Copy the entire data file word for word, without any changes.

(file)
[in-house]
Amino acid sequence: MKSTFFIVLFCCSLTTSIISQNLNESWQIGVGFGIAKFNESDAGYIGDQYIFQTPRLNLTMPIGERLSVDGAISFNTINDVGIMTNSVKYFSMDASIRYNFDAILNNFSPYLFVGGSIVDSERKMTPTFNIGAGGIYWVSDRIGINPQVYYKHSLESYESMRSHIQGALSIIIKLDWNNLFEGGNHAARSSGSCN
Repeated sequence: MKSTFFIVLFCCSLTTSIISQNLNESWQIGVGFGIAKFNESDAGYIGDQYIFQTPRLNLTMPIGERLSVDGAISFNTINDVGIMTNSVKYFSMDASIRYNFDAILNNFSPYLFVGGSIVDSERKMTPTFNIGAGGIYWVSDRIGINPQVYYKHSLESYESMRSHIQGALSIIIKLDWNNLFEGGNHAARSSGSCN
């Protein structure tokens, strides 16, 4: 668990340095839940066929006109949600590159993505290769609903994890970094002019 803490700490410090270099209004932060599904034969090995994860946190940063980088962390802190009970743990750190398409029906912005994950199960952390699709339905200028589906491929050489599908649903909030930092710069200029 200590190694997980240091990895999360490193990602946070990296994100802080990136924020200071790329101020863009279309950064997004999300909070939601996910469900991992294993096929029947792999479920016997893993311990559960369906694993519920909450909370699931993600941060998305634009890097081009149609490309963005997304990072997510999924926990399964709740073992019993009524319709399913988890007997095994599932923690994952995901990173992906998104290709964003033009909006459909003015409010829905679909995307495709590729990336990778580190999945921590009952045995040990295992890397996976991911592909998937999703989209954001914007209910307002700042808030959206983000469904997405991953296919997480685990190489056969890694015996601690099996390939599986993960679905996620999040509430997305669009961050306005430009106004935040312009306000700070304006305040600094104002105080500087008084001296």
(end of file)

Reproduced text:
[in-house]
Amino acid sequence: MKSTFFIVLFCCSLTTSIISQNLNESWQIGVGFGIAKFNESDAGYIGDQYIFQTPRLNLTMPIGERLSVDGAISFNTINDVGIMTNSVKYFSMDASIRYNFDAILNNFSPYLFVGGSIVDSERKMTPTFNIGAGGIYWVSDRIGINPQVYYKHSLESYESMRSHIQGALSIIIKLDWNNLFEGGNHAARSSGSCN
Repeated sequence: MKSTFFIVLFCCSLTTSIISQNLNESWQIGVGFGIAKFNESDAGYIGDQYIFQTPRLNLTMPIGERLSVDGAISFNTINDVGIMTNSVKYFSMDASIRYNFDAILNNFSPYLFVGGSIVDSERKMTPTFNIGAGGIYWVSDRIGINPQVYYKHSLESYESMRSHIQGALSIIIKLDWNNLFEGGNHAARSSGSCN
């Protein structure tokens, strides 16, 4: 668990340095839940066929006109949600590159993505290769609903994890970094002019 803490700490410090270099209004932060599904034969090995994860946190940063980088962390802190009970743990750190398409029906912005994950199960952390699709339905200028589906491929050489599908649903909030930092710069200029 200590190694997980240091990895999360490193990602946070990296994100802080990136924020200071790329101020863009279309950064997004999300909070939601996910469900991992294993096929029947792999479920016997893993311990559960369906694993519920909450909370699931993600941060998305634009890097081009149609490309963005997304990072997510999924926990399964709740073992019993009524319709399913988890007997095994599932923690994952995901990173992906998104290709964003033009909006459909003015409010829905679909995307495709590729990336990778580190999945921590009952045995040990295992890397996976991911592909998937999703989209954001914007209910307002700042808030959206983000469904997405991953296919997480685990190489056969890694015996601690099996390939599986993960679905996620999040509430997305669009961050306005430009106004935040312009306000700070304006305040600094104002105080500087008084001296």